At the end of the day, I stood next to the SVR after my one-hour twisty rip fest and just looked at it. I started to feel a bit guilty as it pinged itself cooler. Had I been a bit unkind to such a beautiful car? I swear it winked at me, as if to say, "Let's go back and do it again."
As a first impression, this was a good one. The 2017 Jaguar F-Type SVR should appeal to anyone looking at a base Audi R8, Porsche 911 Turbo, and several offerings from Mercedes-AMG. It should hang with, say, a Corvette Z51 on the track and be much quicker on the road. A Corvette Z06, especially with the Z07 package, will be quicker on the track, but the F-Type is a more refined piece, reflected in its significantly higher price-point than the Chevys. Jaguar owners aspiring to this car will not be disappointed. And the SVR's performance and starting price of $126,945 for the coupe and $129,795 for the convertible may well attract more than a few new performance-car buyers to the marque—the type of folks looking for an experience that is a bit different than a chauffeured ride to a Spanish hotel retreat.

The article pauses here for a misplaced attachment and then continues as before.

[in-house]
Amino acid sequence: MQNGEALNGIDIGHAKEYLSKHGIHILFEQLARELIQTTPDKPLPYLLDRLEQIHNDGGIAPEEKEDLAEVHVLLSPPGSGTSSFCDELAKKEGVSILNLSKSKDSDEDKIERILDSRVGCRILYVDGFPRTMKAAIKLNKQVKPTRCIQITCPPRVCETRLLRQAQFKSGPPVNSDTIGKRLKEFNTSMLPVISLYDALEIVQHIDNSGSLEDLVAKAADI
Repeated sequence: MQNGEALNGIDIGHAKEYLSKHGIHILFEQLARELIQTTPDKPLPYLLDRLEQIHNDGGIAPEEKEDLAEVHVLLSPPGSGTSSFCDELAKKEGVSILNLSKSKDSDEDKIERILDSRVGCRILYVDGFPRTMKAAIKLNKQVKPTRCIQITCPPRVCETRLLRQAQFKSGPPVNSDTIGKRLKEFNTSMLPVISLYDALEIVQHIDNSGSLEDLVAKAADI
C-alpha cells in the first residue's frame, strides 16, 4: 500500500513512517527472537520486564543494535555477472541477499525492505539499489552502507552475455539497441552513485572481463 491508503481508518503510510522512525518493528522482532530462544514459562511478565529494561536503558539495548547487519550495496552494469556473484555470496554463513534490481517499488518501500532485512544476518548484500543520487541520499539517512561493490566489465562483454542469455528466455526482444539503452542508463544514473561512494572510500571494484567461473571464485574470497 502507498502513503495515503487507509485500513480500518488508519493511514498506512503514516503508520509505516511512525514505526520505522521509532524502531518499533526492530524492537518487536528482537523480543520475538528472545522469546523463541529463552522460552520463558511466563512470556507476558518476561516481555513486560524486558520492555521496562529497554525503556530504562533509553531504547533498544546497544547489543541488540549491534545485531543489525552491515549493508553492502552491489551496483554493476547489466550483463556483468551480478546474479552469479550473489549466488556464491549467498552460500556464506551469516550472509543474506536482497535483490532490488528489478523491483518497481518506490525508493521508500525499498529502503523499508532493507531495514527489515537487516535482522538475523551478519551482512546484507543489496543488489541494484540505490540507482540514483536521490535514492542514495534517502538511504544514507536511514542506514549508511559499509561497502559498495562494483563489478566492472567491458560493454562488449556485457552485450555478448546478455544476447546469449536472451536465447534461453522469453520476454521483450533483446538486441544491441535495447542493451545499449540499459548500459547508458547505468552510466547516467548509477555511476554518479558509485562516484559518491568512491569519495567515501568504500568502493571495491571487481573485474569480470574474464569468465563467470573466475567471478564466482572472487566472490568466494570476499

2017 Jaguar F-Type SVR Specifications
|Price:||$126,945/$129,795 (coupe/convertible) (base)|
|Engine:||5.0L DOHC supercharged 32-valve V-8/575 hp @ 6,500 rpm, 516 lb-ft @ 3,500-5,000 rpm|
|Layout:||2-door, 2-passenger, front-engine, AWD coupe/convertible|
|EPA Mileage:||15/23 mpg (city/hwy)|
|L x W x H:||176.0 x 75.7 x 51.5-51.6 in|
|Weight:||3,759/3,792 lb (coupe/convertible)|
|0-60 MPH:||3.5 sec|
|Top Speed:||200/195 mph (coupe/convertible)|